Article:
A new experience which reinforced and further interpreted the sense of
sociopolitical unity, and the vision of cosmic unity as postulated by science and
goodness, was, as I said, the aesthetic experience.
So what I have argued here is that the Idealist account of the basis of justice--and of the
legitimacy of law--depends on a notion that, at first look, may appear too metaphysical
and abstract--i.e., that of the general or 'real' will. (Thus the idealist solution to the
problem of justice is less problematic.)
But this notion can be brought closer to home if we see it as analogous to aesthetic
This is not a strategy explicitly adopted by the idealists to explain the general will and its relation to the particular will
Nevertheless, 1. it is consistent with it--and interestingly it does develop a
connection that some of the idealists hint at in their work. (And we can read some of the
texts of the idealists as a history of the development of consciousness of the individual as
2. It shows us an interesting way of relating aesthetics and justice
3. And it fits with the holistic approach (including a metaphysical approach) of the
1. ("Idealism in Social Work," Charity Organisation Review, n.s. III (1898), pp. 122-33).
2. [Green, Lectures on the Principles of Political Obligation, sect. 109, (p. 98); see T. H. Green: Lectures on the Principles of Political Obligation, eds. Harris and Morrow, p. 70.]
3. Bosanquet, The Philosophical Theory of the State
4. Bosanquet's discussion of the general will appears primarily in the following books and articles: "The Reality of the General Will," (henceforth abbreviated as RGW) International Journal of Ethics, IV (1893-1894), pp. 308-321; The Philosophical Theory of the State, chapters VII and IX; "Les idées politiques de Rousseau," (IPR) Revue de métaphysique et de morale, XX (1912), pp. 321-340; and "The Notion of the General Will," (NGW) Mind, n.s. XXIX (1920), pp. 77-81.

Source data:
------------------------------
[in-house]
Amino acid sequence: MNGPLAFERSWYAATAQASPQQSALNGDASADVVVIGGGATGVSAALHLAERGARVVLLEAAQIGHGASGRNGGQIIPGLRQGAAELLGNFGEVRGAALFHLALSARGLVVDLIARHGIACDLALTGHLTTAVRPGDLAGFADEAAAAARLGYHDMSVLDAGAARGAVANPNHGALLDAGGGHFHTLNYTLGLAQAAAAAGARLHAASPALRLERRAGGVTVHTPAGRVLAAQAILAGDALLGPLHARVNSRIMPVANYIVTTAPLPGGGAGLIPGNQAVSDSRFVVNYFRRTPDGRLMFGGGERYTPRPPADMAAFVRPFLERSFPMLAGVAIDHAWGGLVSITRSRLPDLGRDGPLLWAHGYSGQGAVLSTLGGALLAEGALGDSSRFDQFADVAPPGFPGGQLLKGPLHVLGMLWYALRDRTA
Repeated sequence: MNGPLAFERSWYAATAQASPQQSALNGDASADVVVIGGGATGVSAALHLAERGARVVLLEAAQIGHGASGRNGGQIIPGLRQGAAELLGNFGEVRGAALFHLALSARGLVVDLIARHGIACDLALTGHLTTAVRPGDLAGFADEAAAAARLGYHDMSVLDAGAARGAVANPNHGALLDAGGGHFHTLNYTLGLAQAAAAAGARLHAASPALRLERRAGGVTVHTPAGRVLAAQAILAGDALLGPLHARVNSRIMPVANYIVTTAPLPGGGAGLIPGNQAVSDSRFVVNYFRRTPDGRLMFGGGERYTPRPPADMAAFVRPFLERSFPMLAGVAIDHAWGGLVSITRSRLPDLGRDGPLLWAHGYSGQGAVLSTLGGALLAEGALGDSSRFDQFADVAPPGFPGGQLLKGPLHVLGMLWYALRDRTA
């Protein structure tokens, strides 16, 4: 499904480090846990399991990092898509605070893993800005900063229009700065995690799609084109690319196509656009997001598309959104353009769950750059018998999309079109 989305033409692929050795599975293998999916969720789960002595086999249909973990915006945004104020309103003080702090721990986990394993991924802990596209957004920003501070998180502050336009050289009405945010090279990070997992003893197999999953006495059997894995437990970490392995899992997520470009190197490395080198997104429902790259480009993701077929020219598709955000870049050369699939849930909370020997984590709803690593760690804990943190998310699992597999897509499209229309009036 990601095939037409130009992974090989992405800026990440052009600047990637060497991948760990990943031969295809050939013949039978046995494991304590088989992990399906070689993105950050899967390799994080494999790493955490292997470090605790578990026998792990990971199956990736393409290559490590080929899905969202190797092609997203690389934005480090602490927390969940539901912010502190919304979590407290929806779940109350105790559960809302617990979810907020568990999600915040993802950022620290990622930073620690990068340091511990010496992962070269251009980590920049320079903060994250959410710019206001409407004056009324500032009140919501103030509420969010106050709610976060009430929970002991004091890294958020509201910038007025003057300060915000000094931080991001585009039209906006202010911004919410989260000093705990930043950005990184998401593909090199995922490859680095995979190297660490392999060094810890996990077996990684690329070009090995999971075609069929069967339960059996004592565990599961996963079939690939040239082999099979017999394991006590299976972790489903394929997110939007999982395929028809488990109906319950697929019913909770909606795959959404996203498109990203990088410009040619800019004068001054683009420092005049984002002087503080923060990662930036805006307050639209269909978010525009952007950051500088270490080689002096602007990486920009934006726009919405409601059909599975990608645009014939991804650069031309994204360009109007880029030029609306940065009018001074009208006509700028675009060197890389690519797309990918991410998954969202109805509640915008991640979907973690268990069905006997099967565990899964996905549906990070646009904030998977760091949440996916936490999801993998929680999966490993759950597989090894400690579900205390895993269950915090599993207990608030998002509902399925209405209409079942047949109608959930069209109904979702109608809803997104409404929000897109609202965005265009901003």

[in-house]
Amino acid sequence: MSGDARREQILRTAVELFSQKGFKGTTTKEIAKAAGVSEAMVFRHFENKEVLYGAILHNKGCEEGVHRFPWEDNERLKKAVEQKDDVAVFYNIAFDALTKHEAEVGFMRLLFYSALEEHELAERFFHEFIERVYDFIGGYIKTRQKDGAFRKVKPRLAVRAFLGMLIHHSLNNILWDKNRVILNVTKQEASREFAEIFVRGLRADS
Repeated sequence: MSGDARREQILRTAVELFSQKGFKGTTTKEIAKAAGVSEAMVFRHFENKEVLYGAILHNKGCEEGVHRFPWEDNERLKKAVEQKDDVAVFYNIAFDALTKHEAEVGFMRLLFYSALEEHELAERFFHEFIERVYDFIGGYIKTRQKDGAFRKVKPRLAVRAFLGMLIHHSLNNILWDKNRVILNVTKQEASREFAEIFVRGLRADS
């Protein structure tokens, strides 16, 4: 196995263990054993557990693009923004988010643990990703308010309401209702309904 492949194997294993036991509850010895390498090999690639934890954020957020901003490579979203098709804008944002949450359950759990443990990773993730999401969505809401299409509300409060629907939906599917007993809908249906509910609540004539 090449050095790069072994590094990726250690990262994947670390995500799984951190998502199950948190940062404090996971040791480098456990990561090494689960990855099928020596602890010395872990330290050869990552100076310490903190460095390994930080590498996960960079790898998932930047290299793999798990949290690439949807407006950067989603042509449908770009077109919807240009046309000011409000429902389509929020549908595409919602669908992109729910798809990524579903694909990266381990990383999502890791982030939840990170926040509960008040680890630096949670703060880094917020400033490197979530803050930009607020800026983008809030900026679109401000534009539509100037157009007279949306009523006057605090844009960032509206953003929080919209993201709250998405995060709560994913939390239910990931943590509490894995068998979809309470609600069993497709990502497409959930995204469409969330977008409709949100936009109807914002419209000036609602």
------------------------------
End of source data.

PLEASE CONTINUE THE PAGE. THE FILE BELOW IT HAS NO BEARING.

5. See, for example, the contributions of A.D. Lindsay and H. Laski to the symposium on "Bosanquet's Theory of the General Will," Proceedings of the Aristotelian Society, n.s., supp. vol. VIII (1928), pp. 31-44; 45-61; Morris Ginsberg, "Is there a general will?," Proceedings of the Aristotelian Society, XX (1919-20), pp. 89-112; A.D. Lindsay, "Sovereignty," Proceedings of the Aristotelian Society, XXIV (1923-24), pp. 235-254; E.F. Carritt, Morals and Politics, Oxford, 1935, pp. 144-157; 202-209; J.H. Muirhead, "Professor MacIver's Criticism of the Idealistic Theory of the General Will," Mind, n.s. XXXVII (1928), pp. 82-87, and "Recent Criticisms of the Idealist Theory of the General Will," Mind, n.s. XXXIII (1924), pp. 166-175; 233-241; 361-368; George Sabine, "Bosanquet's Theory of the Real Will," Philosophical Review, XXXII (1923), pp. 633-651; C.D. Broad, "The Notion of a General Will," Mind, n.s. XVIII, (1919), pp. 502-504; and Hobhouse's The Metaphysical Theory of the State, pp. 44-70.
6. Ginsberg, "General Will?," p. 92; see also Laski, "Theory of the General Will," pp. 52-54.
7. Ginsberg, "General Will?," p. 99; Hobhouse, pp. 45-48; Broad, pp. 502-503; Carritt, p. 209.
8. Hobhouse, p. 49; Ginsberg, "General Will?," p. 101.
9. Broad, p. 503.
10. Nicholson, British Idealists, p. 207, quoting Hobhouse.
11. Carritt, p. 155.
12. Carritt, p. 148.
13. Ginsberg, "General Will?," p. 101.
14. Laski, "Theory of the General Will," pp. 54-56.
15. [See Helen Bosanquet (1924), p. 61. See also the letter from A.C. Bradley to Helen Bosanquet, dated February 10, 1923, in the Bosanquet papers, University of Newcastle Upon Tyne Library, Trunk I, A (11).]